I’m in California’s Central Valley for a few days, exploring a region of the country that I have not yet visited this year. Many people know the Central Valley as one of the nation’s agricultural hotspots. It produces almost a tenth of all of the fruits and veggies grown in the US, supplying much-desired produce especially during the cold winter months when much of the country is snowbound. Apparently it’s especially suited for growing almonds, as the Central Valley produces 70% of the world’s almond supply. Who knew?
In the far northern valley where I am now (northwest of Sacramento), many of the farm fields are fallow or flooded for the winter. But that doesn’t mean that they are idle or empty. Three million ducks and almost a million geese use the valley as a wintering site, and many of them spend much of their time in these muddy or flooded fields. Raptors who breed further north also come down to feed on the abundant rodent population (rats and mice are so numerous here in part because they feed on the grain crops that grow in the spring, summer, and fall). So during the winter, the farms and ranches of the central valley switch from growing asparagus, corn, and tomatoes to growing ducks, geese, hawks, and owls.
Here is picture of a Northern Shoveler.
Shovelers have huge, spatula-shaped bills that they swing back and forth in the water, straining out small aquatic invertebrates. In 30 minutes of walking approximately half a mile down a rural road in Yolo County, I passed an estimated 3000 Shovelers. No, I didn’t count each one. But you can count a group of ten ducks, and then see what that looks like. Then you can count to a hundred by counting ten groups of roughly ten ducks each. And so on. And that’s not including the other ducks present: Buffleheads, Gadwall, Mallards, Ring-necked Ducks, Scaup, Green-winged Teal, etc.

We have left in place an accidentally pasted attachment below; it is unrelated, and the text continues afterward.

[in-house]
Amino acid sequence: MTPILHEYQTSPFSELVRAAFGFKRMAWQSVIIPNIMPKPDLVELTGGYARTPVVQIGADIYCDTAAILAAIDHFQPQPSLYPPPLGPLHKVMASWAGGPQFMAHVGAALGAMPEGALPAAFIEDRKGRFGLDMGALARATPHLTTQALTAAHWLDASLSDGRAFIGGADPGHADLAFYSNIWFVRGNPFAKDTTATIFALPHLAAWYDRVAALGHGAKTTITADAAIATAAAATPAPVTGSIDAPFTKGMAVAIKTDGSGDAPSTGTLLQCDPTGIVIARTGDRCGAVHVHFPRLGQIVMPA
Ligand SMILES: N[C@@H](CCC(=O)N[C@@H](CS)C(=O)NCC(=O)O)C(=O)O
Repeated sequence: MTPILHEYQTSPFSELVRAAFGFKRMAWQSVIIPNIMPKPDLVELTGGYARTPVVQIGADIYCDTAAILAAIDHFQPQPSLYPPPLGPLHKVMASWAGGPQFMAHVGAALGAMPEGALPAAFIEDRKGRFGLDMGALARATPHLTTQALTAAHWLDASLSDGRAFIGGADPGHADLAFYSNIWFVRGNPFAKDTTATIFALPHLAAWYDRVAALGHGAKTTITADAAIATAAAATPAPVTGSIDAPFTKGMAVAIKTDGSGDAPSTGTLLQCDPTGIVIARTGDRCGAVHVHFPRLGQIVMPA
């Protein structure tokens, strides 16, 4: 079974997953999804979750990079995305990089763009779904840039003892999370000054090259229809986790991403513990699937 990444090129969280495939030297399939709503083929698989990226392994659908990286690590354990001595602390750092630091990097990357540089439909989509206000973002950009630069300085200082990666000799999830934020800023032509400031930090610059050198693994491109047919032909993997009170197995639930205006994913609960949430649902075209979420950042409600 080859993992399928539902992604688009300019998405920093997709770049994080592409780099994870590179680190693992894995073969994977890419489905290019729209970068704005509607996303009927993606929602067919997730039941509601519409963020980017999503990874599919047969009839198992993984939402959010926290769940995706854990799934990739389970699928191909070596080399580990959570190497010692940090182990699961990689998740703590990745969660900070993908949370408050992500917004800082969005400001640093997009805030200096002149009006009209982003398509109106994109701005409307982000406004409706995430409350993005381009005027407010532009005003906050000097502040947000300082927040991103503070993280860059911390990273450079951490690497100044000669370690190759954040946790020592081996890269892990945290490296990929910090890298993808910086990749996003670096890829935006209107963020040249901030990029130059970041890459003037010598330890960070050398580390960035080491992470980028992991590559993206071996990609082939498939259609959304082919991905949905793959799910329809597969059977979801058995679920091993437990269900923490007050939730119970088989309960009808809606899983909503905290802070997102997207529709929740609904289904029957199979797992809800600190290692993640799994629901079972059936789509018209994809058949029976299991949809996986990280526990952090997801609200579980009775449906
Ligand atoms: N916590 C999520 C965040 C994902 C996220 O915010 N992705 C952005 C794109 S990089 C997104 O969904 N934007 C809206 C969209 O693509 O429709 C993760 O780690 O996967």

Bird of prey are also out in force. I’ve seen 11 species of hawks, falcons, eagles, and owls in only two days. Like this charming Burrowing Owl, who posed on a fence post before yakking up a owl pellet:
Or this adult Cooper’s Hawk, who rested nonchalantly in a bare tree:
Or this White-tailed Kite who huddled on a power line in the cold morning dampness:
Or this Red-shouldered Hawk who stared down at me from a lamp post:
In addition to birding backroads along farms and ranches, I visited a number of National Wildlife Refuges including Colusa and Sacramento.
These refuges control the water levels inside the refuge to create good wintering habitat for waterfowl (generally, broad expanses of shallow water interspersed with some mud or vegetated areas for resting and roosting). A treat for me was watching these Ross’s Geese, the smaller cousin of the Snow Geese we have back home in western Washington state.
While most of the birds here are relatively common to this area, I did see one rare one – another lost bird from Eurasia. This one is called a Tufted Duck. It looks like a Scaup, but it has an all black back. And if you look really closely, you can see the hint of a tuft on the back of his head.
This one was too sleepy to take much notice of me, but he did open one yellow eye to give me the once over.
Up next: the search for more owls.